Tony Blair probably rather hoped he'd heard the last of John Monks, the former TUC general secretary who once said that new Labour made pre-Blair Labour voters feel like the "embarrassing elderly relatives at a family gathering". But two years ago Monks decamped to Brussels, where he now runs the European Trade Union Confederation.
The ETUC used to be little more than a forum for senior union officials to have foreign trips and talk about international solidarity. But today it is increasingly a player, as unions begin to ape employers by working globally. And now Monks has expressed the confederation's suspicions of the new EU president. "Frankly," wrote Monks to Blair at the end of June, "for many years, the ETUC has seen the UK government as the main opponent of social Europe." He implied that there had been a continuous policy during the Thatcher and Blair years. And Monks knows what he is talking about. During the 1997 general election, then at the TUC, he had every confidence that Blair would reverse Thatcher's privatisation policy. "I wouldn't expect a Labour government to go down the direction that the Conservatives have been down - which is to clear out every potentially lucrative bit of the public sector," he said. He now knows different.
Something else he now knows is that Blair held a secret meeting before the election with Colin Marshall and Adair Turner, then leaders of the Confederation of British Industry, who expressed concern about the rights given to workers and unions by the European social chapter, which Labour was committed to sign. Blair told them not to worry and promised to block any pro-worker and pro-union proposals in the social chapter, such as maternity benefits or health and safety, if the CBI disapproved of them. Marshall and Turner went away very pleased. Monks didn't find out about it until years later.
He also didn't know about Peter Mandelson's secret 1997 mission to Germany to persuade its then chancellor, Helmut Kohl, to join Britain in blocking the directive on information and consultation, which aimed to stop employees hearing on the TV (or in some cases by text message) that their factory had been shut down and they were out of a job. But he knew that Britain went to war to block the directive and that Blair had led opposition to the proposed directive on agency workers, which would give them the same rights as permanent workers. "We would have it without the British government," said Monks. He knew Blair had managed to block the working time directive, which would stop people being forced to work longer than 48 hours a week. And he knew that a Dutch ETUC official was shocked to be told by a brisk young Blair aide: "We don't do collective bargaining."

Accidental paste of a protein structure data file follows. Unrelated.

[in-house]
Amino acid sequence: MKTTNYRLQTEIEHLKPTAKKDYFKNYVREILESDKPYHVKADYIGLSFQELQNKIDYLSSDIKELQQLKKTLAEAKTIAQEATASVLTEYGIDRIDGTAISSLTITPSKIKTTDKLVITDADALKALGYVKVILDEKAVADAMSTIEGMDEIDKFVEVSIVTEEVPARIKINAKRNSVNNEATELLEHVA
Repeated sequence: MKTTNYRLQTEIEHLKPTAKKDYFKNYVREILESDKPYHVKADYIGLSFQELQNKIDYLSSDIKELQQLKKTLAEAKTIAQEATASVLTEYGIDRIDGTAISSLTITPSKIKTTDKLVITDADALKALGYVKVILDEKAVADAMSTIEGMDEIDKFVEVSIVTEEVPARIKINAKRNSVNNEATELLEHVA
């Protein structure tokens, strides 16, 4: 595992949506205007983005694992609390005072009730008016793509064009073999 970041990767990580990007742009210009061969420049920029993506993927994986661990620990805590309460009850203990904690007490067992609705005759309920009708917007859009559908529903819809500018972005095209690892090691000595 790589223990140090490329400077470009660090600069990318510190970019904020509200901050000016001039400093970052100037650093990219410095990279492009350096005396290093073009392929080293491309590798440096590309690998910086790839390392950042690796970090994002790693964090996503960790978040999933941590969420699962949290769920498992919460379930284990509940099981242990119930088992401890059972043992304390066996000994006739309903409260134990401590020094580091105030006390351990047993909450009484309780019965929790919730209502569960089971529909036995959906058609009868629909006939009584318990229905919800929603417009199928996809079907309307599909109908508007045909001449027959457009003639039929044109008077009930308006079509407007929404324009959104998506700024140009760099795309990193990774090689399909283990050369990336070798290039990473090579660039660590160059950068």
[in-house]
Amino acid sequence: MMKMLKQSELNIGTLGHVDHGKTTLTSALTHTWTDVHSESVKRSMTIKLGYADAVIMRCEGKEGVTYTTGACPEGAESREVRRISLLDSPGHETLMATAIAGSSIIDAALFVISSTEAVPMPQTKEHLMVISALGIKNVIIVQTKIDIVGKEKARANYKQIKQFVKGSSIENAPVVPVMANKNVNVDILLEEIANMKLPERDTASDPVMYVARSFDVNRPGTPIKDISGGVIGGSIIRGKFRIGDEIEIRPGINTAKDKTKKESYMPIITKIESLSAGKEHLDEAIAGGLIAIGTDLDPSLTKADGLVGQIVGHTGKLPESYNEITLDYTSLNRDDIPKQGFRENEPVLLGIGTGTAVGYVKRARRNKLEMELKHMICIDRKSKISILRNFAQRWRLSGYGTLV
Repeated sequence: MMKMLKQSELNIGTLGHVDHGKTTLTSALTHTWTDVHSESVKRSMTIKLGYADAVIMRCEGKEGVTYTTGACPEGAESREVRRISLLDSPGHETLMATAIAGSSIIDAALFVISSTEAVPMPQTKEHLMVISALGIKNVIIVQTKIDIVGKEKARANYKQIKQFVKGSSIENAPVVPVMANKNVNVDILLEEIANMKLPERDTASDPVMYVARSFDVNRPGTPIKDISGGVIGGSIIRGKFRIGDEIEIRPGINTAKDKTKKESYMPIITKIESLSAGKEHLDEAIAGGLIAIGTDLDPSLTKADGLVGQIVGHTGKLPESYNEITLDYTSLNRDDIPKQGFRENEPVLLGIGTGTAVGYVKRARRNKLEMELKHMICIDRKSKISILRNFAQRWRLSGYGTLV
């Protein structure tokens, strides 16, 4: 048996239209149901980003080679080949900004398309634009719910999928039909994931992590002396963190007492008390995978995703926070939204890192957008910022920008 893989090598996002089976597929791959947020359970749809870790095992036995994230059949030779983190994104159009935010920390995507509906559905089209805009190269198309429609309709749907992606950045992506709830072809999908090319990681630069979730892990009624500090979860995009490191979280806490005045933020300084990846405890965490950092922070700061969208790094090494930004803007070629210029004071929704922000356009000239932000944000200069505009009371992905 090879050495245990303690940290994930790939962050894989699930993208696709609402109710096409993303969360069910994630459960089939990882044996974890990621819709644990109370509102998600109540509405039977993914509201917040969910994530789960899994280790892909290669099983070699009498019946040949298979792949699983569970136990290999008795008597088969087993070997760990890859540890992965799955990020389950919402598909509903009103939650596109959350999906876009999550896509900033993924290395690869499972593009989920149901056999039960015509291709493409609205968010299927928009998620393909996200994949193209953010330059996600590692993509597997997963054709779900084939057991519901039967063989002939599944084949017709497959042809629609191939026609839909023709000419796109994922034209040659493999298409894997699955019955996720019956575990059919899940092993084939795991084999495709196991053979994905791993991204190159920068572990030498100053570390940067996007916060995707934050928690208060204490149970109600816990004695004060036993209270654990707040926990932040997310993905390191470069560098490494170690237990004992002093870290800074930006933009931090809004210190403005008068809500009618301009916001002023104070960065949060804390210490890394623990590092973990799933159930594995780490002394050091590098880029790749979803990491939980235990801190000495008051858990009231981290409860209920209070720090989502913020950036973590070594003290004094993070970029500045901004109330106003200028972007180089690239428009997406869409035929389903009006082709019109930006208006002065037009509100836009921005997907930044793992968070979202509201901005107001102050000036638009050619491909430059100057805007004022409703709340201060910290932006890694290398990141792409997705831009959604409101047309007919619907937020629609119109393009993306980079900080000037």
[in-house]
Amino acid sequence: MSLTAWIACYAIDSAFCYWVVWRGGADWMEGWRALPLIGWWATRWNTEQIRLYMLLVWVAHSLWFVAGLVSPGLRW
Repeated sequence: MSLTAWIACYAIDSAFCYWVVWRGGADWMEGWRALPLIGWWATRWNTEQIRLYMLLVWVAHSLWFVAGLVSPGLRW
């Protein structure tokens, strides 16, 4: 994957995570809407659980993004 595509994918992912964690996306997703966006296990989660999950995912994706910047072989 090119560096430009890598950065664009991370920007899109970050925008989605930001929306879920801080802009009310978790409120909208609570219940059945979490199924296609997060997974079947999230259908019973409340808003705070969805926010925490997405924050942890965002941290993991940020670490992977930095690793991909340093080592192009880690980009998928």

European Christian Democrats - the nearest equivalent to our Conservatives - find Blair too anti-union for comfort. In May 2004, the Luxembourg prime minister, Jean-Claude Juncker, visited No 10 to discuss the Luxembourg presidency of the EU, due in January 2005. Christian Democrat Juncker said he wanted to go some way to meeting the ETUC's call for a charter of fundamental human rights, and Blair said: "That's the most old Labour speech I've heard in Downing Street for a long time." Soon afterwards the Foreign Secretary, Jack Straw, promised the CBI that Britain would block Juncker's proposals. "We're not going to change Thatcher's laws and we're not going to let Europe change them," he said.
Blair made his entry as EU president with a speech that was acknowledged, by Monks among others, to be a tour de force. Meanwhile his spinners were as busy. What the PM means, they said, is that the Franco-German model of Europe is dead; long live the Anglo-Saxon model. Does this mean that the pure Atlanticists have won, as they did under Thatcher? Is Blair proving to be a secret but thoroughgoing Eurosceptic? These days French politicians talk darkly about "America and its little helper Britain".
But Monks, still the optimist, hopes something can be salvaged. He claims to see a new and more union-friendly tone in Blair's speech. His letter to Blair talks of a new project - a union-friendly and public-sector-friendly Europe, which is not a pale imitation of the US. He wants Blair to work for progress on the working time directive and to look for a compromise that would allow the EU to offer protection to agency workers. He wants "urgent action to respond creatively to the demands of working people".
The moon would be nice, too.